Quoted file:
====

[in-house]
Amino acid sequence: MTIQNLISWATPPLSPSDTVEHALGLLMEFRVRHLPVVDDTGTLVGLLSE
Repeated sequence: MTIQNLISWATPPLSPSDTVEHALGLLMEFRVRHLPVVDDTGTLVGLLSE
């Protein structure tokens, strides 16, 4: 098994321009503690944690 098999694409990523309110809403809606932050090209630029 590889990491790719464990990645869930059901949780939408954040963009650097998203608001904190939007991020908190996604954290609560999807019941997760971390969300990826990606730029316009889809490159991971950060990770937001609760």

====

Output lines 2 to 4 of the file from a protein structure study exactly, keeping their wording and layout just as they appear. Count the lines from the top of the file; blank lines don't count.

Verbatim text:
Amino acid sequence: MTIQNLISWATPPLSPSDTVEHALGLLMEFRVRHLPVVDDTGTLVGLLSE
Repeated sequence: MTIQNLISWATPPLSPSDTVEHALGLLMEFRVRHLPVVDDTGTLVGLLSE
């Protein structure tokens, strides 16, 4: 098994321009503690944690 098999694409990523309110809403809606932050090209630029 590889990491790719464990990645869930059901949780939408954040963009650097998203608001904190939007991020908190996604954290609560999807019941997760971390969300990826990606730029316009889809490159991971950060990770937001609760």